How to engage with ICs can also be an obstacle for organizations. Executives need to readjust their viewpoints of ICs: They are highly talented workers, not tools or commodities, says Zaino. Organizations should have a management system in place in order to reengage with proven workers. “This will help them become a client of choice for this community that can pick and choose their engagements,” he says.
Is an on-demand workforce the wave of the future? It certainly seems that organizations of all sizes will at least look at how independent workers could impact their business strategy. “When the walls come down on open labor, the effect of on-demand talent is going to be profound,” says DeWitt.
Best-in-class companies understand that ICs are an important segment of their talent marketplace, says Gene Zaino, president and CEO of contractor services management company MBO Partners. He recommends organizations follow these three best practices for managing ICs:
• Institute a culture and policies that attract top-tier consulting talent and that can be adapted for businesses of one. For example, net-90 payment terms may work for large-scale vendors, but for an independent business they can be onerous. ICs who are treated well can become brand advocates for your organization and become a steady stream of reliable project work.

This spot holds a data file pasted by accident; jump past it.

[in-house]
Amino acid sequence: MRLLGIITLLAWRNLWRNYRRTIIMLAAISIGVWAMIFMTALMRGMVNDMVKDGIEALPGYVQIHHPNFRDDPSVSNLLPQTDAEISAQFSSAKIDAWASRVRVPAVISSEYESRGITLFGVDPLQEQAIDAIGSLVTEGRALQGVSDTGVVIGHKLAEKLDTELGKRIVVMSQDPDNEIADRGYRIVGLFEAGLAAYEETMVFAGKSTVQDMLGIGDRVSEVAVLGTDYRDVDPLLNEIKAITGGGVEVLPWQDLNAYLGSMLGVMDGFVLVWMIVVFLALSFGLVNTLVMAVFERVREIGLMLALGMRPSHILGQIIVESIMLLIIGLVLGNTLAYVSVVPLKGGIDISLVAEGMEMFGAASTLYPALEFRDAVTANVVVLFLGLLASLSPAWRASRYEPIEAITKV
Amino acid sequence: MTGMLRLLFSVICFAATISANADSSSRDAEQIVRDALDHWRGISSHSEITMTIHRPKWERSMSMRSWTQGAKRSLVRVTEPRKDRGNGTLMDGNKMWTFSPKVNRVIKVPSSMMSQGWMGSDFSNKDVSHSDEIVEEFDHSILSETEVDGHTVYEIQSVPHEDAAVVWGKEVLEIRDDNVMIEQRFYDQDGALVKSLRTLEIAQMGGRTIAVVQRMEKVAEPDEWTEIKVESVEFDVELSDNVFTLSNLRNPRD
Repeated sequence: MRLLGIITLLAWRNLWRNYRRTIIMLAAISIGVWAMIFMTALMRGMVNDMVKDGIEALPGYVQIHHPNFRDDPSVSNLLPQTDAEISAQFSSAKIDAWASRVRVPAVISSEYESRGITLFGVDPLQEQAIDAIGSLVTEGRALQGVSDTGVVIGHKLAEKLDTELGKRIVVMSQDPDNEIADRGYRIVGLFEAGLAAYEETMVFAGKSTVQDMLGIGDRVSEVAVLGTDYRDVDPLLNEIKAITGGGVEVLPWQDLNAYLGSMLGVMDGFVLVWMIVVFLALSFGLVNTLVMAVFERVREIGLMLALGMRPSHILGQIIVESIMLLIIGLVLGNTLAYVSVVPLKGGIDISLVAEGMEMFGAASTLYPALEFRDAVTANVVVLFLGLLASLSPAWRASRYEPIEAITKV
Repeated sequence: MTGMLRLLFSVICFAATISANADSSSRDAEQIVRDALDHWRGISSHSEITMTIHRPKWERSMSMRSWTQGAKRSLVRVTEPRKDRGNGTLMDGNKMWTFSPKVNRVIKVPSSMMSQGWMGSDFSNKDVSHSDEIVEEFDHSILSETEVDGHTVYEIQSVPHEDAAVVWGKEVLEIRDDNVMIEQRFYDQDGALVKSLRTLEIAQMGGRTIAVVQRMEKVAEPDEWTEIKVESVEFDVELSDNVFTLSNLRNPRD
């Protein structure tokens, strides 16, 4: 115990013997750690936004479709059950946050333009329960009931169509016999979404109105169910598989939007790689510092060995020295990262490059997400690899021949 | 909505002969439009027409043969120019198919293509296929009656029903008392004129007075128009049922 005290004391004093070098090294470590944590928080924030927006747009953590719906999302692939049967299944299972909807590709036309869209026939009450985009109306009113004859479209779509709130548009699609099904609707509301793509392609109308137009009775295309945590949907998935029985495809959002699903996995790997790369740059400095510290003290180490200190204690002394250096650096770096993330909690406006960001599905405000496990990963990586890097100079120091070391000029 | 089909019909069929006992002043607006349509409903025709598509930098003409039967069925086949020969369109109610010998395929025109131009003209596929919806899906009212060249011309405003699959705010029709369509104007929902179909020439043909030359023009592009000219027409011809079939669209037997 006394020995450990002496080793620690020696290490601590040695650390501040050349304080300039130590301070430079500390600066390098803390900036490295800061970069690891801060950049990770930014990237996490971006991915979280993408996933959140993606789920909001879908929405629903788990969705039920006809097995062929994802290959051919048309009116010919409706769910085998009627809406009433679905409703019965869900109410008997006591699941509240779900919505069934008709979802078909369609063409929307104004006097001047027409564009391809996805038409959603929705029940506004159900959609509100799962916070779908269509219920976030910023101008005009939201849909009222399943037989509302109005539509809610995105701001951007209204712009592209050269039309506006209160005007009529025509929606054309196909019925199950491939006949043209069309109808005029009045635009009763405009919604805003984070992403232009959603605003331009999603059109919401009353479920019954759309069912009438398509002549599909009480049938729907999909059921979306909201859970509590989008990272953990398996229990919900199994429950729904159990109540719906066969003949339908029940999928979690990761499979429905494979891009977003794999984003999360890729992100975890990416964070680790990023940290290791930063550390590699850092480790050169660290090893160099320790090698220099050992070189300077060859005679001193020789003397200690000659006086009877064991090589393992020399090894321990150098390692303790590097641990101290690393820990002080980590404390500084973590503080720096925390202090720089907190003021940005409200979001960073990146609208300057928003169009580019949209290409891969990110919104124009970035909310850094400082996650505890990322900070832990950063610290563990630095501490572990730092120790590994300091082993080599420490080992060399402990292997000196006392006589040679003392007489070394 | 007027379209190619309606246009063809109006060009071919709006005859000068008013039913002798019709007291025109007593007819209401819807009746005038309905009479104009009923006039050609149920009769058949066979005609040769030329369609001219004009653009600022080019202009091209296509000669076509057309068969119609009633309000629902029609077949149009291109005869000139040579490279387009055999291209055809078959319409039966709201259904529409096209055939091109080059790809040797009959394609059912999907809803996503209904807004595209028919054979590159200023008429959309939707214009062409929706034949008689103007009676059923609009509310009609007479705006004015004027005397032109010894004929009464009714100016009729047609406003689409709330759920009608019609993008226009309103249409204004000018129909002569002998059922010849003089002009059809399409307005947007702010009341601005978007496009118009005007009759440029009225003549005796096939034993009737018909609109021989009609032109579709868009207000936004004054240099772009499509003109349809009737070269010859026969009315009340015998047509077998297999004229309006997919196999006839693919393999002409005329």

• Have a process for identifying and recruiting top-tier IC talent and keeping them as part of your network. A private network of proven independent talent can include former employees and top-performing ICs. It’s an extremely cost effective solution for engaging qualified, go-to resources for project work without tapping traditionally more expensive routes like specialized staffing firms.
• Develop and adhere to a documented compliance and engagement program. Creating an attractive recruiting environment is great, but properly engaging ICs the only way to guard the organizations against IC reclassification, co-employment lawsuits, FLSA violations, Affordable Care Act transgressions, and more. Be sure to involve key stakeholders—including HR, purchasing, legal, and business unit managers—and develop a policy that everyone in your company can follow.